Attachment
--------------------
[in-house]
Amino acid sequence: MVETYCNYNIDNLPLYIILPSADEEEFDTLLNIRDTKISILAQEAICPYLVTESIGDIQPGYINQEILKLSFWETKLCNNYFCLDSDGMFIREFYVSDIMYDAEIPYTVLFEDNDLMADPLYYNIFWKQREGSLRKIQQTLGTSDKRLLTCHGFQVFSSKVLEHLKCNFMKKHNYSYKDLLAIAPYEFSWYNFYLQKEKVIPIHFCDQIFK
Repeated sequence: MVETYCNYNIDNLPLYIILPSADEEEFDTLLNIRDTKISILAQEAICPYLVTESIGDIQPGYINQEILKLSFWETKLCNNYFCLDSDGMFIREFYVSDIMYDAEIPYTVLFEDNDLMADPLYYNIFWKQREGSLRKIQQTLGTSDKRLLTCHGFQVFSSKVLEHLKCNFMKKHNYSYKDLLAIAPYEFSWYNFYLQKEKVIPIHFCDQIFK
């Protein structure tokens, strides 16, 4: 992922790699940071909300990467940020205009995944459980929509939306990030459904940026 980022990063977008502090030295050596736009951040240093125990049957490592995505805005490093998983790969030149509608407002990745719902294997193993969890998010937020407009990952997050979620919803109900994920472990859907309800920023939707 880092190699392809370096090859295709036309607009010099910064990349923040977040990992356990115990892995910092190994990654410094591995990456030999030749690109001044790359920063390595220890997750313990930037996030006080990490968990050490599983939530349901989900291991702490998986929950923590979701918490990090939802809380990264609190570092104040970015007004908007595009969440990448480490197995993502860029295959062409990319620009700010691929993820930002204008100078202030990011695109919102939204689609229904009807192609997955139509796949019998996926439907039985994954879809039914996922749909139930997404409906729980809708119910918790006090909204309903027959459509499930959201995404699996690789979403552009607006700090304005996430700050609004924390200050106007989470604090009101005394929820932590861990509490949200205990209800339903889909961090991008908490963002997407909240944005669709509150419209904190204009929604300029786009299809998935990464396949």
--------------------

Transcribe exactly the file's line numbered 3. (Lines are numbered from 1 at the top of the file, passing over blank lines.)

Repeated sequence: MVETYCNYNIDNLPLYIILPSADEEEFDTLLNIRDTKISILAQEAICPYLVTESIGDIQPGYINQEILKLSFWETKLCNNYFCLDSDGMFIREFYVSDIMYDAEIPYTVLFEDNDLMADPLYYNIFWKQREGSLRKIQQTLGTSDKRLLTCHGFQVFSSKVLEHLKCNFMKKHNYSYKDLLAIAPYEFSWYNFYLQKEKVIPIHFCDQIFK